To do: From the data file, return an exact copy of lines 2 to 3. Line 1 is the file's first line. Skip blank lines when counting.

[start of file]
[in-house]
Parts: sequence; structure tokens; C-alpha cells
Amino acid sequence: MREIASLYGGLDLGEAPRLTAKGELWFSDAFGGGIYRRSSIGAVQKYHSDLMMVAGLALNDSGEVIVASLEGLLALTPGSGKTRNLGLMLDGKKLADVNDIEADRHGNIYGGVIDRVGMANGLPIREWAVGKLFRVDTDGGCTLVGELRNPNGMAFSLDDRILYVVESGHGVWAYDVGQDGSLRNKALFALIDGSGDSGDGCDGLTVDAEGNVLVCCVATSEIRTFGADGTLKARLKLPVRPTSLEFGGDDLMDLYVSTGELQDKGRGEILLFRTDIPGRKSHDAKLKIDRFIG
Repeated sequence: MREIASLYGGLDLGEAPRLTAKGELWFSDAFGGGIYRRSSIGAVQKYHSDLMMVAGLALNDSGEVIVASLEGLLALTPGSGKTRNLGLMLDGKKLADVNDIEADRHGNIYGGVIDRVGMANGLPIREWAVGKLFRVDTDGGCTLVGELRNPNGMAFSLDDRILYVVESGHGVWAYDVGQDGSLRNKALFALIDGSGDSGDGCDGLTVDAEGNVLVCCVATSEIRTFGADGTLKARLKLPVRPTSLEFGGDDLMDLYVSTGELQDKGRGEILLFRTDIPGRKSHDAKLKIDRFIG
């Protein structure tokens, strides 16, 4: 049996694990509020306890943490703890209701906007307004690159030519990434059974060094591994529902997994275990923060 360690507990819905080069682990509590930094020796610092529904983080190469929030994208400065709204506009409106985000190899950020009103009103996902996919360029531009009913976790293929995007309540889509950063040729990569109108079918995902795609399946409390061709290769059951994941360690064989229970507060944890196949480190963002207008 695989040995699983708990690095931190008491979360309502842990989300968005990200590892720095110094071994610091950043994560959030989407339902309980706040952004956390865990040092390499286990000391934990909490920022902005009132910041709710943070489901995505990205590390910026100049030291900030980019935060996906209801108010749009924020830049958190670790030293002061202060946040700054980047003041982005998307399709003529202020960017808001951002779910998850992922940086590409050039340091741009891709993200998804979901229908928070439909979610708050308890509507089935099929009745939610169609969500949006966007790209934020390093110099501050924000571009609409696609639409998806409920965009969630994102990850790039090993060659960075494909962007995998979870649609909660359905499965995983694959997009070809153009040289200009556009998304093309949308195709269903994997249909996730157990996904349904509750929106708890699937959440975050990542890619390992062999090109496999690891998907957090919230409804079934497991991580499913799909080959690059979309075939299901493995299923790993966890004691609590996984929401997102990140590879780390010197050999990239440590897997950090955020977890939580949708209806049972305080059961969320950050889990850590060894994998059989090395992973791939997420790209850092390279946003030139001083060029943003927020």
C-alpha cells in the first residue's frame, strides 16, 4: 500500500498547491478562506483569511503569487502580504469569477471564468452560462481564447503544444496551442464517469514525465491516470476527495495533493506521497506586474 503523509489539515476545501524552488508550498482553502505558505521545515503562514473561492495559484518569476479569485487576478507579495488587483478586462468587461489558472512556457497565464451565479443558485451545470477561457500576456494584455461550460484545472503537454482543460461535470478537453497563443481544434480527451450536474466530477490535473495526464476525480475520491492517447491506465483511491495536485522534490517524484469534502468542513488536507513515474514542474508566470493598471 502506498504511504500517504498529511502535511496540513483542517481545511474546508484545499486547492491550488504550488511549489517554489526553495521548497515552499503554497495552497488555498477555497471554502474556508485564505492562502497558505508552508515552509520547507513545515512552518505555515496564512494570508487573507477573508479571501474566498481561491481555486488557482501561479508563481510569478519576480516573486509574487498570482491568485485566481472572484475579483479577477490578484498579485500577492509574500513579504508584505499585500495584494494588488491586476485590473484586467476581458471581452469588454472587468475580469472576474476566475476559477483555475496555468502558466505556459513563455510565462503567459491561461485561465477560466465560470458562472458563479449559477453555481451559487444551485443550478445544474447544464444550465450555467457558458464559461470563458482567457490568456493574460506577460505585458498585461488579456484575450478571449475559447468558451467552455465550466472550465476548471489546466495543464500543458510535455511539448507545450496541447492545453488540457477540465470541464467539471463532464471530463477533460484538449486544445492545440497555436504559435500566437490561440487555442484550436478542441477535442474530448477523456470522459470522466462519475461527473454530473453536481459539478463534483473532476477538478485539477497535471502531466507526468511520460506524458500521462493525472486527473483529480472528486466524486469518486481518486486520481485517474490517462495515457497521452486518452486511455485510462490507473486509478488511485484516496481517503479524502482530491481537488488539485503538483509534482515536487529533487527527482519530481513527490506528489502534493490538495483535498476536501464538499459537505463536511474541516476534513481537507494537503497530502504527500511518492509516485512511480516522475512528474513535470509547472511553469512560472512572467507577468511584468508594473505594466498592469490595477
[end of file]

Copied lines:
Parts: sequence; structure tokens; C-alpha cells
Amino acid sequence: MREIASLYGGLDLGEAPRLTAKGELWFSDAFGGGIYRRSSIGAVQKYHSDLMMVAGLALNDSGEVIVASLEGLLALTPGSGKTRNLGLMLDGKKLADVNDIEADRHGNIYGGVIDRVGMANGLPIREWAVGKLFRVDTDGGCTLVGELRNPNGMAFSLDDRILYVVESGHGVWAYDVGQDGSLRNKALFALIDGSGDSGDGCDGLTVDAEGNVLVCCVATSEIRTFGADGTLKARLKLPVRPTSLEFGGDDLMDLYVSTGELQDKGRGEILLFRTDIPGRKSHDAKLKIDRFIG